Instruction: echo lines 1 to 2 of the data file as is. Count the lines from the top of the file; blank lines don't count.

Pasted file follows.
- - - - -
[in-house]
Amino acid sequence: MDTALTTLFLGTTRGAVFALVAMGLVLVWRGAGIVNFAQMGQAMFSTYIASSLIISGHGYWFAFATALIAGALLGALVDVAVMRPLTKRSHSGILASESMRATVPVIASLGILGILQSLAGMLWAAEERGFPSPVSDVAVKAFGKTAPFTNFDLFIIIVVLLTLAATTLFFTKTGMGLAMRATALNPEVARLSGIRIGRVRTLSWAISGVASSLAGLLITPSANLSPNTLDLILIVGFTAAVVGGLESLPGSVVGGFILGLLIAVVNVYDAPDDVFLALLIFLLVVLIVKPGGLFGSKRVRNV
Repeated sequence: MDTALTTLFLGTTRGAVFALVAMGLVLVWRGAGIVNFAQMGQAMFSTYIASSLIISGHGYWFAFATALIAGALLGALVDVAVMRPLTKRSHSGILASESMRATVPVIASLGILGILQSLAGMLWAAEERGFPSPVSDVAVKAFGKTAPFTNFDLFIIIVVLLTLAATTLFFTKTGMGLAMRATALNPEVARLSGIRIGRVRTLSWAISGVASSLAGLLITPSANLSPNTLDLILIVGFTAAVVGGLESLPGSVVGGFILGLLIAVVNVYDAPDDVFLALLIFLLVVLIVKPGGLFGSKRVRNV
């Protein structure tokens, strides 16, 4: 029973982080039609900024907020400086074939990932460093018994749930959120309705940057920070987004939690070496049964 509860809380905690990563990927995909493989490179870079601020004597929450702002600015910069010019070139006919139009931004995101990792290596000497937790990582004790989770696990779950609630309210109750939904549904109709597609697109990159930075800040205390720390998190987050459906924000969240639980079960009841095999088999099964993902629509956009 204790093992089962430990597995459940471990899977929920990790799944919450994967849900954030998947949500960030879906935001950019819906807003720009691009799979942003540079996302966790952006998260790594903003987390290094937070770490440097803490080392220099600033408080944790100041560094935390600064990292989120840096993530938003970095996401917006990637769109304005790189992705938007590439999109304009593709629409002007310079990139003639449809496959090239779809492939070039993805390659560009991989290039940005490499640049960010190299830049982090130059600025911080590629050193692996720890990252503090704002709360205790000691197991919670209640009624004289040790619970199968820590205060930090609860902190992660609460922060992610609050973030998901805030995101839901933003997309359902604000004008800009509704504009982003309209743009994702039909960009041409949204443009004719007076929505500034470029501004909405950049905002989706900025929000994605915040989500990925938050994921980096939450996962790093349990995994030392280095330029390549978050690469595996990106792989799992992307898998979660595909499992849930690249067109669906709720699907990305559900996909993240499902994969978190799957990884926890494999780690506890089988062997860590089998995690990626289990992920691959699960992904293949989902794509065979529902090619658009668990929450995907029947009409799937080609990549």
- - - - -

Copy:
[in-house]
Amino acid sequence: MDTALTTLFLGTTRGAVFALVAMGLVLVWRGAGIVNFAQMGQAMFSTYIASSLIISGHGYWFAFATALIAGALLGALVDVAVMRPLTKRSHSGILASESMRATVPVIASLGILGILQSLAGMLWAAEERGFPSPVSDVAVKAFGKTAPFTNFDLFIIIVVLLTLAATTLFFTKTGMGLAMRATALNPEVARLSGIRIGRVRTLSWAISGVASSLAGLLITPSANLSPNTLDLILIVGFTAAVVGGLESLPGSVVGGFILGLLIAVVNVYDAPDDVFLALLIFLLVVLIVKPGGLFGSKRVRNV